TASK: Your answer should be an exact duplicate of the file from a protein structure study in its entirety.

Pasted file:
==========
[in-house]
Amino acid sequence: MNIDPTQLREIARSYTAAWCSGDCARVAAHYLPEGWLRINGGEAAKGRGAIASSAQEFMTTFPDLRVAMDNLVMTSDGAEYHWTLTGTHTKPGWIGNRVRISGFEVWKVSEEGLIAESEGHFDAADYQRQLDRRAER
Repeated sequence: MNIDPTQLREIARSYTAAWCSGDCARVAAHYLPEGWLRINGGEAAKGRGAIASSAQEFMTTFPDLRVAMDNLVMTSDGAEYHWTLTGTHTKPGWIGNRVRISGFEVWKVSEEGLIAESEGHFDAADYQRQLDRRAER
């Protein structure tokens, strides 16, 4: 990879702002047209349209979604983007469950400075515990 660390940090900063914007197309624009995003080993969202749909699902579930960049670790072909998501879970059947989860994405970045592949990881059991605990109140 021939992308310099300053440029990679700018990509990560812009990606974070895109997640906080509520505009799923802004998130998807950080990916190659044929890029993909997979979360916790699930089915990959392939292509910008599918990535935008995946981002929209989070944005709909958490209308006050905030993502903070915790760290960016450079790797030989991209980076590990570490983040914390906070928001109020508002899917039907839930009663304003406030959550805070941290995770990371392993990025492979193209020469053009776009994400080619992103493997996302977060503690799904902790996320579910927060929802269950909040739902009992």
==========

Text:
[in-house]
Amino acid sequence: MNIDPTQLREIARSYTAAWCSGDCARVAAHYLPEGWLRINGGEAAKGRGAIASSAQEFMTTFPDLRVAMDNLVMTSDGAEYHWTLTGTHTKPGWIGNRVRISGFEVWKVSEEGLIAESEGHFDAADYQRQLDRRAER
Repeated sequence: MNIDPTQLREIARSYTAAWCSGDCARVAAHYLPEGWLRINGGEAAKGRGAIASSAQEFMTTFPDLRVAMDNLVMTSDGAEYHWTLTGTHTKPGWIGNRVRISGFEVWKVSEEGLIAESEGHFDAADYQRQLDRRAER
């Protein structure tokens, strides 16, 4: 990879702002047209349209979604983007469950400075515990 660390940090900063914007197309624009995003080993969202749909699902579930960049670790072909998501879970059947989860994405970045592949990881059991605990109140 021939992308310099300053440029990679700018990509990560812009990606974070895109997640906080509520505009799923802004998130998807950080990916190659044929890029993909997979979360916790699930089915990959392939292509910008599918990535935008995946981002929209989070944005709909958490209308006050905030993502903070915790760290960016450079790797030989991209980076590990570490983040914390906070928001109020508002899917039907839930009663304003406030959550805070941290995770990371392993990025492979193209020469053009776009994400080619992103493997996302977060503690799904902790996320579910927060929802269950909040739902009992």